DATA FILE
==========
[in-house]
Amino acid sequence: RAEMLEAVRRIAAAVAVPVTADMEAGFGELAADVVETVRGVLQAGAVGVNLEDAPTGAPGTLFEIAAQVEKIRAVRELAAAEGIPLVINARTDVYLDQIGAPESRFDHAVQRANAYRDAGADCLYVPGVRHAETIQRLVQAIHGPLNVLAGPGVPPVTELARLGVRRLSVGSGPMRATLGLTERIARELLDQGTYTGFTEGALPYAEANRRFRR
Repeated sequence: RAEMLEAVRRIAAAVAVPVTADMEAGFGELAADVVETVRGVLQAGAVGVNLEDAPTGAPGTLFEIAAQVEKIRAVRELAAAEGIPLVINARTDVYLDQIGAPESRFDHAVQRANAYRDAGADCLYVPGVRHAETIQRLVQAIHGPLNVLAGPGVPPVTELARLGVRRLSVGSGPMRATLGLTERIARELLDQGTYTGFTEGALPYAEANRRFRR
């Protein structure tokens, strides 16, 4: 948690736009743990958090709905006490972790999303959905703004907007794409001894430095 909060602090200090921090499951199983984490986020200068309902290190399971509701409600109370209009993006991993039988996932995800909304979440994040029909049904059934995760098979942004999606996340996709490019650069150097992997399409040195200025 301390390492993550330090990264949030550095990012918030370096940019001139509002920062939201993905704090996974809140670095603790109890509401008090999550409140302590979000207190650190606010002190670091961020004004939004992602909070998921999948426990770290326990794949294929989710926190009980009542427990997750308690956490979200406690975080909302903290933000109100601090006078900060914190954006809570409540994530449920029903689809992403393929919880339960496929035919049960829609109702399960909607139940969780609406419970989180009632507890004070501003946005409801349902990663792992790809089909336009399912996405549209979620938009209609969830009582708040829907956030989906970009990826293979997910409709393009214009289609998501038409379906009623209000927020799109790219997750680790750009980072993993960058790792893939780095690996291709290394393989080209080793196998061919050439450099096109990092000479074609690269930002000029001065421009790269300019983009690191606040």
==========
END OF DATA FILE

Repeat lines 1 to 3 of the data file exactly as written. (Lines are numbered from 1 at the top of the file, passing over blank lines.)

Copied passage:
[in-house]
Amino acid sequence: RAEMLEAVRRIAAAVAVPVTADMEAGFGELAADVVETVRGVLQAGAVGVNLEDAPTGAPGTLFEIAAQVEKIRAVRELAAAEGIPLVINARTDVYLDQIGAPESRFDHAVQRANAYRDAGADCLYVPGVRHAETIQRLVQAIHGPLNVLAGPGVPPVTELARLGVRRLSVGSGPMRATLGLTERIARELLDQGTYTGFTEGALPYAEANRRFRR
Repeated sequence: RAEMLEAVRRIAAAVAVPVTADMEAGFGELAADVVETVRGVLQAGAVGVNLEDAPTGAPGTLFEIAAQVEKIRAVRELAAAEGIPLVINARTDVYLDQIGAPESRFDHAVQRANAYRDAGADCLYVPGVRHAETIQRLVQAIHGPLNVLAGPGVPPVTELARLGVRRLSVGSGPMRATLGLTERIARELLDQGTYTGFTEGALPYAEANRRFRR